7. If God wants her to speak, more power to her. Many people who have gone through the training preach very well, but the pay is not going to be like that to which she is accustomed.

  8. Joe M says:

    I laugh.

    I grew up Methodist as well. No one was “profoundly” influenced by anything in the 60s-70s church, unless it confirmed what they wanted to hear. People like HRC simply used religion to give gravitas to their social concerns.

    Also, see Thomas Oden’s biography. 70s Methodism was essentially a betrayal of the gospel. He spent the last 20 years of his life repenting of his respectable “Methodism.”

    • James Cooper says:

      Methodism’s left leaning so called “progressive” lurch started to unravel after the new millenium; at the 2012 General Conference and then at the 2016 GC it was routed by the new force in the Church-our brothers and sisters from the emerging churches especially in Africa. The irony was classic-all of the white progressives bemoaning the actions of their brothers and sisters of color. The hypocrisy and apostasy is simply off the scale. Collectively, we may be in for another “my heart was strangely warmed” moment. Keep looking up.

  9. Linda Cebrian says:

    Dear Hillary, The UMC already has enough problems. Please go and bother Jehovah’s Witnesses. Leave us alone.

  10. Pastor S.F. says:

    Interesting article by Tooley. Religion keeps get over-politicized, both on the Left and the Right, with each side constantly slamming the other. Religion is called to articulate our permanent spiritual goals and principles, and to make peace between liberals and conservatives, just as the early church was able to make some peace between Jews and Gentiles. Religious groups need to understand and articulate why and how they should resist being enlisted for political causes.
    Second, I wish Tooley had named the youth pastor who influenced Hillary, and the magazine that got closed.

  11. Penny Bagby says:

    My husband and I in our youth lived in small towns around our state and the progressivism of the 70’s never touched small town Methodism. Hillary is looking to be a “leader” somewhere and it will be unfortunate if she decides to ply her social wares in Methodist leadership circles where confusion already reigns. But it won’t be surprising.

  12. I pray to GOD that this very sad story does not come true. Hillary is a professed communist & she thinks we are all Deplorbia. I have been a Methodist all my life and this is like a VERY SAD. Think About it Pray about it for the Church sake.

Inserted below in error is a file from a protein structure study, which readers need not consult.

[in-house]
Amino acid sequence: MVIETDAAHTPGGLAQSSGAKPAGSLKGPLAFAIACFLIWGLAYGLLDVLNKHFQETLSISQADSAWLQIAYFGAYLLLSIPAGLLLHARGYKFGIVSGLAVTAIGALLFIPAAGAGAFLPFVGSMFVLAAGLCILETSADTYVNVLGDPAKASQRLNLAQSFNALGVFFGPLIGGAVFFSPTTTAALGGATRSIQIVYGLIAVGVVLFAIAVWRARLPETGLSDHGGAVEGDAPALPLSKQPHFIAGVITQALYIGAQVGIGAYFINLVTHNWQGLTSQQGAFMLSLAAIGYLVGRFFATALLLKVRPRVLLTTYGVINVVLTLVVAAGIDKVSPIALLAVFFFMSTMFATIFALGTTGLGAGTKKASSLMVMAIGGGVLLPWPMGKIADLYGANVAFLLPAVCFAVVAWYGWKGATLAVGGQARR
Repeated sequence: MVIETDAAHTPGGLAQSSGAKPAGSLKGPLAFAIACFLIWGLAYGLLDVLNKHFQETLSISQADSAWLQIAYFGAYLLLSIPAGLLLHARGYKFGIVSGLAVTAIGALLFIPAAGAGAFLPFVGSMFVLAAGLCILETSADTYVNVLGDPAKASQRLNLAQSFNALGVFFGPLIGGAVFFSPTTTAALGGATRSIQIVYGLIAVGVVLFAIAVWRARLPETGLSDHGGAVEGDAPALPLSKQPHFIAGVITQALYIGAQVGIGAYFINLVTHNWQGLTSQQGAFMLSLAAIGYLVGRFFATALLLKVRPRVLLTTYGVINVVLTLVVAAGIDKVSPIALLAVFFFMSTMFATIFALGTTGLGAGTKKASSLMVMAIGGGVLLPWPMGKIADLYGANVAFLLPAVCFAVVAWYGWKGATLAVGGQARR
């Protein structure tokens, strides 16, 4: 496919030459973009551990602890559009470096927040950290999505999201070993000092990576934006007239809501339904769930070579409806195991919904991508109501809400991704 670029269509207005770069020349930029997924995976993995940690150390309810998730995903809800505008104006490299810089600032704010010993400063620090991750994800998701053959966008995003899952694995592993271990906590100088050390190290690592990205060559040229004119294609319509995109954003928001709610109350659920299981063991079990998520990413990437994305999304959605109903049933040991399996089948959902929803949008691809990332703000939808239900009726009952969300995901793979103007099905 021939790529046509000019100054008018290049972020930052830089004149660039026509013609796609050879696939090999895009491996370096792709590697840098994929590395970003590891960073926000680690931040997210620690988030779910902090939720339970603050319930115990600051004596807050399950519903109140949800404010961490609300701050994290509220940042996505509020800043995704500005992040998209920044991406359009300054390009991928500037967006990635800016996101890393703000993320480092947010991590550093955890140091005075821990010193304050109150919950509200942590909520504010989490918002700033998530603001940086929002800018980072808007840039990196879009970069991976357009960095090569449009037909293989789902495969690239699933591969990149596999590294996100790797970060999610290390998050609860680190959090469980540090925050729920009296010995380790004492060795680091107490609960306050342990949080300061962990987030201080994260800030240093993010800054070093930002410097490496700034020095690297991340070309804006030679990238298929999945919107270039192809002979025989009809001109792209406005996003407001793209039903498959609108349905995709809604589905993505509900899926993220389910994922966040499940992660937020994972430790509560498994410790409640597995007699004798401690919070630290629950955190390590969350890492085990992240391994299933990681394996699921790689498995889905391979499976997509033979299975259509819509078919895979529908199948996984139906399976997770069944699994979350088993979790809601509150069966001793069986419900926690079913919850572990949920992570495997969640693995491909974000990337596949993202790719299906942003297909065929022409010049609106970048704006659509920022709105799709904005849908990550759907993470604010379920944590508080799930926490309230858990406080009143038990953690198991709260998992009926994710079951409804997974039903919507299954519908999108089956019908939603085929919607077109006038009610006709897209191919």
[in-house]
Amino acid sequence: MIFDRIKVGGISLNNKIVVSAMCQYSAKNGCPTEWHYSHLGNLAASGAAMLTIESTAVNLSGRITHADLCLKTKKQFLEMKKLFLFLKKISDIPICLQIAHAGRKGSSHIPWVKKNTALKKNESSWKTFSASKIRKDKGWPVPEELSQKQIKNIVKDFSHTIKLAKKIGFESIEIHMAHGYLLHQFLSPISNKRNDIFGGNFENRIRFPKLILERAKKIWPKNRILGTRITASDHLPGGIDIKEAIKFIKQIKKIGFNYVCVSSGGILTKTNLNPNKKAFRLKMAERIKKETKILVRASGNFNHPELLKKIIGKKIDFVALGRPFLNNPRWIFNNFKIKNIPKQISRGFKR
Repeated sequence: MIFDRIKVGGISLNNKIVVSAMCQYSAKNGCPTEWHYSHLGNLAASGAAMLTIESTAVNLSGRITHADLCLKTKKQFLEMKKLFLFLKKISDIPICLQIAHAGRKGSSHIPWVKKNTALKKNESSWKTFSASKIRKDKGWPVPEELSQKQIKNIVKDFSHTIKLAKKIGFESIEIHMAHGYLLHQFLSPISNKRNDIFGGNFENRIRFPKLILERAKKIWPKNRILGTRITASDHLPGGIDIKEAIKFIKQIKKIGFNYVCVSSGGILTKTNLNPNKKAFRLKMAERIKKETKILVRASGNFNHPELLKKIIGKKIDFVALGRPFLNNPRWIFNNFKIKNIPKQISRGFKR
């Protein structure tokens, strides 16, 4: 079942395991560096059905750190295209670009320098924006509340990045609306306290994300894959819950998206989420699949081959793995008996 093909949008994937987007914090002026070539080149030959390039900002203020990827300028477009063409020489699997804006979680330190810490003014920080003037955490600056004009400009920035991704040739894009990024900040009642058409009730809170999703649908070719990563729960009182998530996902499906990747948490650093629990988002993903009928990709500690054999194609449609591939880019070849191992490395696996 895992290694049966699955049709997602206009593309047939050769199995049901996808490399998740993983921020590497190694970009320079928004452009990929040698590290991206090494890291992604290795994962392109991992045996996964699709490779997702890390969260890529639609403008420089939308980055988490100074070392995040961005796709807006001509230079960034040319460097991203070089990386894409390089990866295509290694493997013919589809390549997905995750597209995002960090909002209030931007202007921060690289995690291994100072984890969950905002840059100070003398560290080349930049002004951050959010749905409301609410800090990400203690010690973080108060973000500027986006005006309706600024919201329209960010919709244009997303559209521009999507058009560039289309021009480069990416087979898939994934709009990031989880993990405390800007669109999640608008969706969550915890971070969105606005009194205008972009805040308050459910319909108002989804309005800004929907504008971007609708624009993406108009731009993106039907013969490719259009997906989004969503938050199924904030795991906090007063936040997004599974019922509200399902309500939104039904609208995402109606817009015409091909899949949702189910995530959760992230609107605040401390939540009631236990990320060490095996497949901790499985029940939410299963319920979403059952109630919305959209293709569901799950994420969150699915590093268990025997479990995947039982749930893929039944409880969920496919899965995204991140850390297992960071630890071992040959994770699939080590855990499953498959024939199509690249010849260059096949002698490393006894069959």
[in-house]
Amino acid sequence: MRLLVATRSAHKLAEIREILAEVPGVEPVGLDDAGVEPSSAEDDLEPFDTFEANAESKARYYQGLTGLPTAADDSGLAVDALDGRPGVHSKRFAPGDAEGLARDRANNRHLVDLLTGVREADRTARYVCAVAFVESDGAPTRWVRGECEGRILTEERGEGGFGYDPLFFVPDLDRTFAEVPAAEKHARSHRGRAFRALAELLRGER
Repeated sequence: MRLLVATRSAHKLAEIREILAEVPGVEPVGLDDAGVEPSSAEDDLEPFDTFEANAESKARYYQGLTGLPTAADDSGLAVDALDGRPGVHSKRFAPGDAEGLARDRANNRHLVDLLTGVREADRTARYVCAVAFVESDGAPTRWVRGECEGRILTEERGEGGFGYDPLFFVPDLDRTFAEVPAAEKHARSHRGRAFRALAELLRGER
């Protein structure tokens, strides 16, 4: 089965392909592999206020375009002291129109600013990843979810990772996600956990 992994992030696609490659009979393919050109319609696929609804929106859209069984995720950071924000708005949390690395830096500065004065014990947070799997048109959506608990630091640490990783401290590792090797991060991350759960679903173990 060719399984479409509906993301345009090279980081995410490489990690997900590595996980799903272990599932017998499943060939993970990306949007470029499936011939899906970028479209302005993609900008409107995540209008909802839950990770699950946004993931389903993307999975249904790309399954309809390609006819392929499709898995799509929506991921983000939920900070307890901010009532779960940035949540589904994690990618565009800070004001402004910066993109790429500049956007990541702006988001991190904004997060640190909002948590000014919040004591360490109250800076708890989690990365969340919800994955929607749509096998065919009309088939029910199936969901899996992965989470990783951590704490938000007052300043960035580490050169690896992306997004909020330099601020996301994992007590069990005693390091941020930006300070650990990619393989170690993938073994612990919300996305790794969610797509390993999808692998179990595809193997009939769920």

• MarcoPolo says:

      I don’t think Hillary Clinton needs defending, but for the record and Truth, she is NOT a Communist.
      And she only referred to HALF of Trump’s supporters as Deplorables. So if you feel that she was referring to YOU, and not the other half…. well? Then I guess you’re a Deplorable.

      You don’t have to FEEL persecuted if you’re NOT persecuted.

      Namaste’

  13. J. Hall says:

    Get out of town. I’ll leave the Methodist Church if they give her anything unless she confesses and repents all the evil she has done. Publicly. Yes we all sin, but most of us usually recognize and ask forgiveness.

  14. gschmierer says:

    Defending and perpetuating Denominations should not be the end goal. Forget the Reformation and go back to the 1st Century Church – Reset and start over. Man’s wisdom and Theologies are dangerous and produces division among Believers. If there needs to be “Church Fathers” then the Apostles should be given that title. All other “church fathers” will only continue the mess the Church is in now.

  15. Philip Morrill says:

    The Methodist Church of the 60’s and 70’s was indeed interesting and I agree with Mark’s final conclusion that Hillary is a case study of the evolving church. Many progressives like her stayed with the church which begs the question why is the church “less liberal”? Could it be that we lost people to secularism since that was at the core of the belief system in the first place? Or could it be that hard core liberals don’t believe in God and vilify Christianity and these people had to make a choice?

  16. Lloyd E. Fleming says:

    I am 100% a progressive Methodist. I reject totally the idea that progressive ideas have caused a xe line in mainline membership. Thw Southern Baptists have lost over 1 million members in the last decade. The way to stay relevant in a secular world is exactly what progressives are doing. Calling for social justice, supporting scientific inquiry, learning from higher criticism and biblical literacy, supporting the rights of all people, following that most radical of all statements, the Sermon on the Mt. Good for Hillary!